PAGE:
1. Goiter
2. Low metabolic rate
3. muscle weakness
4. always cold and tired
5. coarse, brittle hair and thins skin with pallor
6. Myxedema
7. CNS manifestations
Describe myxedema? Which disorder is this associated with?
Hypothyroidism

water attaches to the extracellular matrix of cells.
-puffiness of the face
-thick tongue
-enlarged heart (brady)
-CNS depression (LOC or coma)
What is the most common cause of hyperthyroidism?
Graves
What are the general causes of hyperthyroidism?
1. Presence of abnormal thyroid stimulator: graves
2. Intrinsic disease of the thyroid: toxic multinodular goiter or functional adenoma
3. Excess production of TSH by AP (rare)
what is the hallmark sign of graves disease?
Bulging eyes: exophthalmos
List the clinical manifestation of graves disease.
1. bulging eyes
2. goiter
3. profusely sweat
4. weight loss
5. amenorrhea
6. tachycardia
7. fine tremors
8. hard time sitting still
A deficiency is the enzyme 21-hydroxylase is associated with 90% of the cases of which disorder?
Congenital adrenal hyperplasia
What is congenital adrenal hyperplasia CAH?
A result of a number of autosomal recessive enzymatic defects in the biosynthesis of cortisol from cholesterol.
What is the most common manifestation of CAH?
ambiguous genitalia in newborn girls

-infant boys experience sexual precocity and stunted growth
What is the direct consequence of too little cortisol production in CAH?
CRH and ACTH will elevate and will get hyperplasia of the adrenal gland
Why does CAH cause ambiguous genitalia in newborns?
WHen the end product of cortisol is not completed, the buildup of intermediates occurs. These intermediates include androgens: male sex hormones causing masculination of the female genitalia.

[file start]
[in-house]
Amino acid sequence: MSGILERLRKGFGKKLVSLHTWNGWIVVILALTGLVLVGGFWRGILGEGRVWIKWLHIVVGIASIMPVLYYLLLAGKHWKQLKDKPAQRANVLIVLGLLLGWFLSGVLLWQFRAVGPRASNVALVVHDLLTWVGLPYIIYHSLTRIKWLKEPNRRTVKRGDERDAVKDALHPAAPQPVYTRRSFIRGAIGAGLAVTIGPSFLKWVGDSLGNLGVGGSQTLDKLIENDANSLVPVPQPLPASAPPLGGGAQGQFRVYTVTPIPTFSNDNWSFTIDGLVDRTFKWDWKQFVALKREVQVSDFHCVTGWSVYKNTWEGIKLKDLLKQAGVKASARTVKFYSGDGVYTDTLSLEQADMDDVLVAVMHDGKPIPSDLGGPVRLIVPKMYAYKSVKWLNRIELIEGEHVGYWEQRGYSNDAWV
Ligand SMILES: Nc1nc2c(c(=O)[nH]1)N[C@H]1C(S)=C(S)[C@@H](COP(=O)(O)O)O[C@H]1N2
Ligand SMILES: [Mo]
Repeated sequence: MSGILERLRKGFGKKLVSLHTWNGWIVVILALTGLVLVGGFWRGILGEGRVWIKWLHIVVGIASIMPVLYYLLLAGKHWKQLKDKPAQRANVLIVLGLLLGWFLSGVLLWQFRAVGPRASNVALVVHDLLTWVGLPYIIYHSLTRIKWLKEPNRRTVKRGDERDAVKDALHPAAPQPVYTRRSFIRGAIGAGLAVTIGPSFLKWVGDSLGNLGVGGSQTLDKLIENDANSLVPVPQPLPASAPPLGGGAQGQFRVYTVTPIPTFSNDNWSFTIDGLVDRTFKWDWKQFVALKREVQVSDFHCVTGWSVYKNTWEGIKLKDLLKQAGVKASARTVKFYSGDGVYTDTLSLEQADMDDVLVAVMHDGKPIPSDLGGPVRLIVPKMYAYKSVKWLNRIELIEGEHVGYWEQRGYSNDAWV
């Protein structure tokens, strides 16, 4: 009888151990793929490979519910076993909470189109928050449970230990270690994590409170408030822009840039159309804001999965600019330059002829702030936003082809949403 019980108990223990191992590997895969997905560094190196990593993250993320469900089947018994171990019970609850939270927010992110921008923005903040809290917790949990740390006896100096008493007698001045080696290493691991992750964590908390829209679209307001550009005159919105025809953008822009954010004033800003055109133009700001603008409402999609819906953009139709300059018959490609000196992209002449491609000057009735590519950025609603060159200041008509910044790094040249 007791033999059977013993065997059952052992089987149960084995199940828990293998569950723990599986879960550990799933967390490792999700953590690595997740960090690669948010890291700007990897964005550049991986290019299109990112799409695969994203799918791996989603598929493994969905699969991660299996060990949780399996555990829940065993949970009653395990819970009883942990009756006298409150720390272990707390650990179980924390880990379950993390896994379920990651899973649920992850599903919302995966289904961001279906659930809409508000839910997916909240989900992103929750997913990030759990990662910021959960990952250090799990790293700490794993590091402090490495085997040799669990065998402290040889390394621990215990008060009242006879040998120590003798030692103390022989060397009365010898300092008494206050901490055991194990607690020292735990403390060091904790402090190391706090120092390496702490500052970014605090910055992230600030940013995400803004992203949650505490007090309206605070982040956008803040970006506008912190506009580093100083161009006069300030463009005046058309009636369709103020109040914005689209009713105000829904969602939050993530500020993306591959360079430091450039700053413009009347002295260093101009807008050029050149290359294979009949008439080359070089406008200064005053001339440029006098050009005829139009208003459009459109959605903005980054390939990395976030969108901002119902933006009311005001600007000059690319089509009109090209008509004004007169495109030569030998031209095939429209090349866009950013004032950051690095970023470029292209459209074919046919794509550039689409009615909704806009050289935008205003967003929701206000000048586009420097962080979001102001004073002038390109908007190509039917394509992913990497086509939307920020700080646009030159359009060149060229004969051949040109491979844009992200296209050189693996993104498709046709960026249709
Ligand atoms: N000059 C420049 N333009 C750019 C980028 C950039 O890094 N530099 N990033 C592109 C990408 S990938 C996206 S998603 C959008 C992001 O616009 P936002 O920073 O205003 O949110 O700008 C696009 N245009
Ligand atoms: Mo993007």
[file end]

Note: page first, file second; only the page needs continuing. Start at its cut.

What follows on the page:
WHat is the primary cause of addisons disease?
Autoimmune: usually b/c of Tcell and antibody mediated destruction of the adrenal tissue.
WHat 2 classes of hormones are effected with Addison's disease?
Glucocorticoids and mineralcorticoids
List the effects of Addison's Disease.
1. hyperpigmentation
2. progressive weakness, fatigue, poor appetite, and weight loss
3. Dizziness with orthostasis due to hypotension occasionally may lead to syncope (volume depletion)
4. hyponatremia and hyperkalemia
5. salt craving
What is an adrenal crisis? What disorder does it occur in?
Brought about by acute stress (sepsis, surgical) in absence of adrenal cortex hormones stress results in hypotension, shock, and risk of death.

Addison's Disease
What hormones result in the greatest consequence when lost because of Addison's Disease? Why?
Mineralcorticoids because the person will have a difficult time maintaining plasma volume and BP.
What is Cushing Syndrome?
Disorder caused by prolonged exposure to elevated levels of either endogenous glucocorticoids or exogenous glucocorticoids.
What are the causes of Cushing Syndrome?
1. Exogenous steroid administration
-PT with diseases that respond to steroid therapy or who have undergone organ transplants
2. Endogenous glucocorticoid overproduction
-ACTH-producing pituitary adenoma
3. Primary adrenal lesions
-adrenal adenomas, carcinomas
4. Ectopic ACTH production: can be tumors of the lungs
What are the clinical manifestations of Cushings?
Pt will have excess anti-inflammation and will be immunosuppressed.

-bone demineralization
-moon face, obese stomach, buffalo hump, redness of the face.
-thin arms and legs.
-adrenal tumor or hyperplasia
-thin, wrinkled skin
-amenorrhea, muscle weakness
-purpura and skin ulcers.
-cardiac hypertophy
Which disorder is associated with the "moon face" and "buffalo hump"?
Cushings
What neurological manifestations are seen in cushings?
Emotional disturbances and enlarged sella turcica